The first sequel comes twelve years after the original, but will the cannibal family still appeal to the audience’s palate?
When a law enforcer with a personal interest in the mysterious chainsaw killings arrives in Dallas, a local DJ helps him find the family of misfits in an attempt to end a horrific string of murders.
The head of the cannibal family, Drayton Sawyer is shown winning a cooking competition where his secret of success is, ‘Don’t skimp on the meat,’ – leading to a woman picks a human tooth out of her food. This public display of the cannibal killer as a beloved local saint is a clever transition from the previous film’s portrayal of Drayton and makes him much more disturbing. However, this angle is short lived in early scenes before he becomes confined to the family abode.
The inclusion of Dennis Hopper as Lieutenant ‘Lefty’ Enright brings about a major change in the franchise with Lefty wanting to investigate the killings rather than act as a traditional victim of them, ‘They live on fear; they thrive on it. I ain’t got no fear left.’ Hopper plays Lefty as a confident, intelligent all-American hero and easily matches, the main villain, Leatherface. He’s also an entertaining inclusion to the film, but his lack of fear makes the horror aspects an impossible up-hill battle.
Leatherface himself comes across as reasonably comic, repeatedly shaking his bum while waving a chainsaw above his head. However, he does become more interesting when a female character, Stretch, manages to partially control him. A weird scene of him placing a newly cut human face on Stretch’s own face and making her dance with him is both freakish and comic; however, due to Leatherface’s playful physicality, any potential shock factor will be lost on true horror fans.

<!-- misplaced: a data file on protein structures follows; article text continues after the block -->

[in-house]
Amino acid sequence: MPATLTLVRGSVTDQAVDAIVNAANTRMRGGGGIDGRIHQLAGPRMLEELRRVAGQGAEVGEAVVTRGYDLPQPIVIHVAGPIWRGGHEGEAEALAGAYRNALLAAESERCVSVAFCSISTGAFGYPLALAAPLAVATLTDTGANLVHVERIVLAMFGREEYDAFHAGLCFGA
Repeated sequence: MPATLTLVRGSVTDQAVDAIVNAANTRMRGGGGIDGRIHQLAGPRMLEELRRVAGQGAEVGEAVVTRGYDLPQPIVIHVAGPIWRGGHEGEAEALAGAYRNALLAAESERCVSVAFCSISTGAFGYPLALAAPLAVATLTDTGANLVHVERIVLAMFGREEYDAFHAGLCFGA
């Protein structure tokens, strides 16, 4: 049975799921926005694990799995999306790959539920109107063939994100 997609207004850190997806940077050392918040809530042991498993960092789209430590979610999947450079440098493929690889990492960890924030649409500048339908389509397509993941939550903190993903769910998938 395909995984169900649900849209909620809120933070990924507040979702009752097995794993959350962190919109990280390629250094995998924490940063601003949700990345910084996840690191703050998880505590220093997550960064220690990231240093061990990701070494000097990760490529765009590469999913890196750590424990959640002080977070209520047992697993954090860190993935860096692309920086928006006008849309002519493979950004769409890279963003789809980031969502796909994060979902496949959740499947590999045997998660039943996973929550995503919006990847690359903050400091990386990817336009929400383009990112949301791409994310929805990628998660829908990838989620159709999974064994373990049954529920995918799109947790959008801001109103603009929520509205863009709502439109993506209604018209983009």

Whereas the first film never actually showed any real gore, this film is decidedly gorier with a head being cut in half, a carving knife cutting sheets of skin and even a man with his face cut off staring at the woman who’s wearing it. All of this amplifies the film’s violence and turns the film into a comedic gore fest that undoubtedly horror and gore fans will enjoy. However, fans of truly scary and unnerving traditional horror will be disappointed with the gore and unexpected action elements overtaking them.
The Texas Chainsaw Massacre 2 delivers a great deal of bizarre and shocking moments but doesn’t come close to bringing the terror and believability of the first film’s action and its characters.